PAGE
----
My mom tells me all the time she has sore knees to this day, because I keep her on her knees praying so often.
sore loser John Kerry blamed his 2004 loss to George W. Bush on the release of a bin Laden tape just days before the election.
But for the real Mark Schultz, whom Tatum plays in the film Foxcatcher, it has become a sore point.
Old English sar "painful, grievous, aching, sad, wounding," influenced in meaning by Old Norse sarr "sore, wounded," from Proto-Germanic *saira- "suffering, sick, ill" (cf. Old Frisian sar "painful," Middle Dutch seer, Dutch zeer "sore, ache," Old High German ser "painful," Gothic sair "pain, sorrow, travail"), from PIE root *sai- (1) "suffering" (cf. Old Irish saeth "pain, sickness").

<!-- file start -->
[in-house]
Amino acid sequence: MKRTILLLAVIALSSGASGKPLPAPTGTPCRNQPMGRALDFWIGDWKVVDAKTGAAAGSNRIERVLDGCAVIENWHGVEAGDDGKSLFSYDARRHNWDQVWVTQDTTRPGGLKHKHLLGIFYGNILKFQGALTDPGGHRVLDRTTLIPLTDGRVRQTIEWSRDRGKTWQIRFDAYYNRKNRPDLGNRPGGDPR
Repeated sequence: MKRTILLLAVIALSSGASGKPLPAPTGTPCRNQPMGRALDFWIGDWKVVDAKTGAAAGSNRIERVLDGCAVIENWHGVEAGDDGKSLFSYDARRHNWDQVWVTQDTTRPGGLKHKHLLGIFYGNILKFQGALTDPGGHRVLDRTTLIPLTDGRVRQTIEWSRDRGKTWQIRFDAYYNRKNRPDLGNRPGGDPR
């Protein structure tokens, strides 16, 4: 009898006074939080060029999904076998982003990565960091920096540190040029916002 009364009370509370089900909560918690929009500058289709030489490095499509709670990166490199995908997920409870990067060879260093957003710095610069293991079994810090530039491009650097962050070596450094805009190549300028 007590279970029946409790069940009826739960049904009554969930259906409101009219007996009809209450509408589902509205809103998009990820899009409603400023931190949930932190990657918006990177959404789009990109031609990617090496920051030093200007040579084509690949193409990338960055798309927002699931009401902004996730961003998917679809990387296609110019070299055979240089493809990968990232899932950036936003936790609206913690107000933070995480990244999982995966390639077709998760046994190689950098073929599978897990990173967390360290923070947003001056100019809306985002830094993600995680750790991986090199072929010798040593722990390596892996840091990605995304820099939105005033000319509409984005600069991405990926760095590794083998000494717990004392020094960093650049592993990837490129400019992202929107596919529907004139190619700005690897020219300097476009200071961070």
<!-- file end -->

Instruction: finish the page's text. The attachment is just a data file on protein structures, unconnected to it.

Adverbial use (e.g. sore afraid) is from Old English sare but has mostly died out (replaced by sorely), but remains the main meaning of German cognate sehr "very." Slang meaning "angry, irritated" is first recorded 1738.
Old English sar "bodily pain or injury, wound; sickness, disease; state of pain or suffering," from root of sore (adj.). Now restricted to ulcers, boils, blisters. Cf. Old Saxon ser "pain, wound," Middle Dutch seer, Dutch zeer, Old High German ser, Old Norse sar, Gothic sair.
An open skin lesion, wound, or ulcer. adj.
Painful to the touch; tender.
A sophomore (1778+ University)